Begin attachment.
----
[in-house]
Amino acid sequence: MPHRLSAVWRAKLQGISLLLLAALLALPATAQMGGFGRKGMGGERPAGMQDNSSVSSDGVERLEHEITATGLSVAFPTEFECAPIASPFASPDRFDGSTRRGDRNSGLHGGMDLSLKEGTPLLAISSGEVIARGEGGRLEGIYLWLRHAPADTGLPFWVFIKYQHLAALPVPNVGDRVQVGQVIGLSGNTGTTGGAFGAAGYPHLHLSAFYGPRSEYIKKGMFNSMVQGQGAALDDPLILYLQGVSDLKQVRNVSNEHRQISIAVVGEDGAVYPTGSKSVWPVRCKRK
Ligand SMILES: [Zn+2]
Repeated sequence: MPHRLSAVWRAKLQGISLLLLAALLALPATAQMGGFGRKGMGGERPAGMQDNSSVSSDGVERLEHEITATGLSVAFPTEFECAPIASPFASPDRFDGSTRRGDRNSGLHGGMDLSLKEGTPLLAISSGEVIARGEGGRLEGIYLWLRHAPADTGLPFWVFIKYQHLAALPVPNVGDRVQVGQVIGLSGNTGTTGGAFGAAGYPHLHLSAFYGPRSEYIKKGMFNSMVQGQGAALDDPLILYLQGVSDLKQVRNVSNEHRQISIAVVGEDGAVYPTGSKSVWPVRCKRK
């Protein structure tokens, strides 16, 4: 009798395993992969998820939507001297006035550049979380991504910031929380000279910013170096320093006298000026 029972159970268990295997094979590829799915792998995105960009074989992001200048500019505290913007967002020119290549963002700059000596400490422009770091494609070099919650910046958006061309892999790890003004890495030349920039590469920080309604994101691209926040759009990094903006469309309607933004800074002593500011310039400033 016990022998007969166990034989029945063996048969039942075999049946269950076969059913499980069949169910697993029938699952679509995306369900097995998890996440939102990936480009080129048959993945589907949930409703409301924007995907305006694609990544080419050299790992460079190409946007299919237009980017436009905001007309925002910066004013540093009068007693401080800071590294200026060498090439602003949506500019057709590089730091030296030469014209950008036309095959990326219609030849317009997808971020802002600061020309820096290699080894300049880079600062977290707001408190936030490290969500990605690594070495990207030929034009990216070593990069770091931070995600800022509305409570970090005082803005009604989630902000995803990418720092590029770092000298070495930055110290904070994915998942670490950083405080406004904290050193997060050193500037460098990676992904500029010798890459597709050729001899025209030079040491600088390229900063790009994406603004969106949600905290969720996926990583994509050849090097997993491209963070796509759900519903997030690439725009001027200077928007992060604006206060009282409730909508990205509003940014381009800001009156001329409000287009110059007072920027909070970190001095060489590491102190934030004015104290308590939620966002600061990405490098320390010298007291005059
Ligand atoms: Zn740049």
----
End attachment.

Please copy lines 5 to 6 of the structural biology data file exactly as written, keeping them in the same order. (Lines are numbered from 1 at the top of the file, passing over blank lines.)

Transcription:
């Protein structure tokens, strides 16, 4: 009798395993992969998820939507001297006035550049979380991504910031929380000279910013170096320093006298000026 029972159970268990295997094979590829799915792998995105960009074989992001200048500019505290913007967002020119290549963002700059000596400490422009770091494609070099919650910046958006061309892999790890003004890495030349920039590469920080309604994101691209926040759009990094903006469309309607933004800074002593500011310039400033 016990022998007969166990034989029945063996048969039942075999049946269950076969059913499980069949169910697993029938699952679509995306369900097995998890996440939102990936480009080129048959993945589907949930409703409301924007995907305006694609990544080419050299790992460079190409946007299919237009980017436009905001007309925002910066004013540093009068007693401080800071590294200026060498090439602003949506500019057709590089730091030296030469014209950008036309095959990326219609030849317009997808971020802002600061020309820096290699080894300049880079600062977290707001408190936030490290969500990605690594070495990207030929034009990216070593990069770091931070995600800022509305409570970090005082803005009604989630902000995803990418720092590029770092000298070495930055110290904070994915998942670490950083405080406004904290050193997060050193500037460098990676992904500029010798890459597709050729001899025209030079040491600088390229900063790009994406603004969106949600905290969720996926990583994509050849090097997993491209963070796509759900519903997030690439725009001027200077928007992060604006206060009282409730909508990205509003940014381009800001009156001329409000287009110059007072920027909070970190001095060489590491102190934030004015104290308590939620966002600061990405490098320390010298007291005059
Ligand atoms: Zn740049």